Some recent research suggests that organizational power distance is a big factor in work-related stress. Power distance is essentially the degree to which bosses and subordinates accept wide differences in organizational power between them (Hofstede, 2001).
I have been studying the topic of information overload for a while. It is a fascinating topic. People who experience it have the impression that they have more information to process than they can handle. They also experience significant stress as a result of it, and both the quality of their work and their productivity goes down.
Recently some colleagues and I conducted a study that included employees from companies in New Zealand, Spain, and the USA (Kock, Del Aguila-Obra & Padilla-Meléndez, 2009). These are countries whose organizations typically display significant differences in power distance. We found something unexpected. Information overload was much more strongly associated with power distance than with the actual amount of information employees had to process on a daily basis.
While looking for explanations to this paradoxical finding, I recalled an interview I gave way back in 2001 to the Philadelphia Inquirer, commenting on research by Dr. David A. Owens. His research uncovered an interesting phenomenon. The higher up in the organizational pecking order one was, the less the person was concerned about typos on emails to subordinates.
There is also some cool research by Carlson & Davis (1998) suggesting that bosses tend to pick the communication media that are the most convenient for them, and don’t care much about convenience for the subordinates. One example would be calling a subordinate on the phone to assign a task, and then demanding a detailed follow-up report by email.
As a side note, writing a reasonably sized email takes a lot longer than conveying the same ideas over the phone or face-to-face (Kock, 2005). To be more precise, it takes about 10 times longer when the word count is over 250 and the ideas being conveyed are somewhat complex. For very short messages, a written medium like email is fairly convenient, and the amount of time to convey ideas may be even shorter than by using the phone or doing it face-to-face.
So a picture started to emerge. Bosses choose the communication media that are convenient for them when dealing with subordinates. If the media are written, they don’t care about typos at all. The subordinates use the media that are imposed on them, and if the media are written they certainly don’t want something with typos coming from them to reach their bosses. It would make them look bad.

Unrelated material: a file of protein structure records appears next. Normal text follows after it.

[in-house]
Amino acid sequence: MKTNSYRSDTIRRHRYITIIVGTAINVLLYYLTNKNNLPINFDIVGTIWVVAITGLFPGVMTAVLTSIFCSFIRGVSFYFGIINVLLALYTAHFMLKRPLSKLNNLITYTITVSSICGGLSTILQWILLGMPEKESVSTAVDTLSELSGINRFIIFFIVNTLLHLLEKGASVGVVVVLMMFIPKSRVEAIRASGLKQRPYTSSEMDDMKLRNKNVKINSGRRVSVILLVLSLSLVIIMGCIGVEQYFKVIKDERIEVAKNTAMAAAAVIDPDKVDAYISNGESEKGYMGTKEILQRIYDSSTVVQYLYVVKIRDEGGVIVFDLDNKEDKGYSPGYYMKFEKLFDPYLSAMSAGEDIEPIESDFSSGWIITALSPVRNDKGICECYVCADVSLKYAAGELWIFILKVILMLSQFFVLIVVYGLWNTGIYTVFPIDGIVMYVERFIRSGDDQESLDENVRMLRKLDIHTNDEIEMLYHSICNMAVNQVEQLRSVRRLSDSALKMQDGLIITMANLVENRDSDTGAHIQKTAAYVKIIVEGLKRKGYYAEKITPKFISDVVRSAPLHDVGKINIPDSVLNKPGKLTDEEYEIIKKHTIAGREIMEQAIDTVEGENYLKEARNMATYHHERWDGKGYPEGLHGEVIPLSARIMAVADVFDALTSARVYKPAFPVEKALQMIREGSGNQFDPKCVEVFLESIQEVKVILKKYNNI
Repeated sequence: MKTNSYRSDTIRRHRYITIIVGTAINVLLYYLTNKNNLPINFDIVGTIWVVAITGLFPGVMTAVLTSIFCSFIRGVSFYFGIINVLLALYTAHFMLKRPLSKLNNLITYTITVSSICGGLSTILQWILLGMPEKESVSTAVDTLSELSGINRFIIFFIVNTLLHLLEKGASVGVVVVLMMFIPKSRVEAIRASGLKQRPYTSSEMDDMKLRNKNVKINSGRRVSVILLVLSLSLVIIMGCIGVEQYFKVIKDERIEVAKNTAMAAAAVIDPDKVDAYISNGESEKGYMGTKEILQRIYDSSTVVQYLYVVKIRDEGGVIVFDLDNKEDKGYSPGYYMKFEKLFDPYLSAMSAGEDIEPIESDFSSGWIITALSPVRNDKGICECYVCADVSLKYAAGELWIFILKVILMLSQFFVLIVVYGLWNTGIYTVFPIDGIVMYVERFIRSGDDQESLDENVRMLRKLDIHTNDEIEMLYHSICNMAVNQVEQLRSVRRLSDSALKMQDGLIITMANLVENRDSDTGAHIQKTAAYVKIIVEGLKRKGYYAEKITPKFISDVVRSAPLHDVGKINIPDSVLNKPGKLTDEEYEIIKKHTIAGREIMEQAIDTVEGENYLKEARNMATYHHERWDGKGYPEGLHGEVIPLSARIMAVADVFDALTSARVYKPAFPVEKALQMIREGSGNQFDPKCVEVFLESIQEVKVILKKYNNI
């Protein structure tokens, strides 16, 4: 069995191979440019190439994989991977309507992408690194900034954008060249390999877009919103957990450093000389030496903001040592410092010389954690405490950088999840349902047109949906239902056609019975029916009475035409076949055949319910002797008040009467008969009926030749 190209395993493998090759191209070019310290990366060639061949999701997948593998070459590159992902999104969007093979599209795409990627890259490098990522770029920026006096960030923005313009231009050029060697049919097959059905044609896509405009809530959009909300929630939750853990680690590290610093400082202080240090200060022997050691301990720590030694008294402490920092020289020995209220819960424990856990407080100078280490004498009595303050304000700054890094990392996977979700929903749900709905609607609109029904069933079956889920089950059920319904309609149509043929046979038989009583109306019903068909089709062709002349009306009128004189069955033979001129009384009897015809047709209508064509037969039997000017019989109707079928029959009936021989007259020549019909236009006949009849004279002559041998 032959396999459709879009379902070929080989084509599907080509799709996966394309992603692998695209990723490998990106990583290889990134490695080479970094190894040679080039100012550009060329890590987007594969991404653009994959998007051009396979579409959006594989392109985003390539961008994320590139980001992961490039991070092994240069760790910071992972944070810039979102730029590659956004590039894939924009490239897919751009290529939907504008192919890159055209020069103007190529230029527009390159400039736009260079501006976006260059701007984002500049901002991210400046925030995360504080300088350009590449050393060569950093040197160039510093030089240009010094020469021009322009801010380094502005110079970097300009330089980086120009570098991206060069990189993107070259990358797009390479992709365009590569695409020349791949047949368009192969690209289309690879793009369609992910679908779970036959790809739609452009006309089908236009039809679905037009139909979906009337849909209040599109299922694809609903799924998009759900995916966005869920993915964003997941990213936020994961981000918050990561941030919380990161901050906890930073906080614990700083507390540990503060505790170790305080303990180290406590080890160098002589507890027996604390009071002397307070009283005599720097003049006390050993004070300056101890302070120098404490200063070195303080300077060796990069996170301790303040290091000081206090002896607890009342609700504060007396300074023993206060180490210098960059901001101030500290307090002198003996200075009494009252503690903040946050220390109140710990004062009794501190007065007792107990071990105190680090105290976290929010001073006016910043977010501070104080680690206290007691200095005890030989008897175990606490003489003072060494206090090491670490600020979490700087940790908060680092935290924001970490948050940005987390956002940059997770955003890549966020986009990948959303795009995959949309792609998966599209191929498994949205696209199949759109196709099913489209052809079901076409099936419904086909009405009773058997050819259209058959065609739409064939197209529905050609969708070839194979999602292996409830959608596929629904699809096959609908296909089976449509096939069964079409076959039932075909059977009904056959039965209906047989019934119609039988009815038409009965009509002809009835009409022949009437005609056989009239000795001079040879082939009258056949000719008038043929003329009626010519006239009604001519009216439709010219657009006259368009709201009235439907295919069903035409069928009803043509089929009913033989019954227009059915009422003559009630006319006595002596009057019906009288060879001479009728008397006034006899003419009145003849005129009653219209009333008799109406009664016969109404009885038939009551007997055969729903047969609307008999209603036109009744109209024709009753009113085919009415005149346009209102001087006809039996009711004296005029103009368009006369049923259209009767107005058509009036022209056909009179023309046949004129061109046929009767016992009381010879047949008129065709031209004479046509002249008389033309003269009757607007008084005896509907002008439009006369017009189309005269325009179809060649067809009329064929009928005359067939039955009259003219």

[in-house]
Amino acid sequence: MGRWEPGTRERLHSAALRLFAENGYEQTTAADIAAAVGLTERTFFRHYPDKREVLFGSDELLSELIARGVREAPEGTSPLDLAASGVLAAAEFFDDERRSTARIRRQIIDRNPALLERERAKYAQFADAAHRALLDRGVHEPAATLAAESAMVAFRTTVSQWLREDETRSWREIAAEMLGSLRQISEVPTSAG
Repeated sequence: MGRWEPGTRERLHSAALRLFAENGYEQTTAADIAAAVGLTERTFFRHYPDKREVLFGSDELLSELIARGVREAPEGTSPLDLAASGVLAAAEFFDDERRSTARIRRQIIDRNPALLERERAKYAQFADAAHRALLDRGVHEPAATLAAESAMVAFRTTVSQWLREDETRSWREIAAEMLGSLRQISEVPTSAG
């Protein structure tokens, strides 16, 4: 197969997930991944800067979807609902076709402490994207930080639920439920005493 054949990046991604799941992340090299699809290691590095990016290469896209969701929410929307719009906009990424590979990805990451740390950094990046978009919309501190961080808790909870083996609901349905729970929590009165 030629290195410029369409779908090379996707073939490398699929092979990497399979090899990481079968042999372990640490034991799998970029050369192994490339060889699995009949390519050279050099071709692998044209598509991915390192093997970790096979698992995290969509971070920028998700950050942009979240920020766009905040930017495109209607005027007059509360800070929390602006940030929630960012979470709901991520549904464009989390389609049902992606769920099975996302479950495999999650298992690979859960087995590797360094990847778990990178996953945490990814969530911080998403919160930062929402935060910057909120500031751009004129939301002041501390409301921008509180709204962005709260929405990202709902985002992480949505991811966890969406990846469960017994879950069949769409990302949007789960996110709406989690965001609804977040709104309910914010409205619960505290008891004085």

The final result is this. Subordinates experience significant information overload, particularly in high power distance organizations. They also experience significant stress. Work quality and productivity goes down, and they get even more stressed. They get fat, or sickly thin. Their health deteriorates. Eventually they get fired, which doesn’t help a bit.
What should you do, if you are not the boss? Here are some suggestions:
- Try to tactfully avoid letting communication media being imposed on you all the time by your boss (and others). Explicitly state, in a polite way, the media that would be most convenient for you in various circusmtances, both as a receiver and sender. Generally, media that support oral speech are better for discussing complex ideas. Written media are better for short exchanges. Want an evolutionary reason for that? As you wish: Kock (2004).
- Discuss the ideas in this post with your boss; assuming that the person cares. Perhaps there is something that can be done to reduce power distance, for example. Making the work environment more democratic seems to help in some cases.
- And ... dot’n wrory soo mach aobut tipos ... which could be extrapolated to: don’t sweat the small stuff. Most bosses really care about results, and will gladly take an email with some typos telling them that a new customer signed a contract. They will not be as happy with an email telling them the opposite, no matter how well written it is.
Otherwise, your organizational demise may come sooner than you think.
Carlson, P.J., & Davis, G.B. (1998). An investigation of media selection among directors and managers: From "self" to "other" orientation. MIS Quarterly, 22(3), 335-362.
Hofstede, G. (2001). Culture’s consequences: Comparing values, behaviors, institutions, and organizations across nations. Thousand Oaks, CA: Sage.
Kock, N. (2004). The psychobiological model: Towards a new theory of computer-mediated communication based on Darwinian evolution. Organization Science, 15(3), 327-348.
Kock, N. (2005). Business process improvement through e-collaboration: Knowledge sharing through the use of virtual groups. Hershey, PA: Idea Group Publishing.
Kock, N., Del Aguila-Obra, A.R., & Padilla-Meléndez, A. (2009). The information overload paradox: A structural equation modeling analysis of data from New Zealand, Spain and the U.S.A. Journal of Global Information Management, 17(3), 1-17.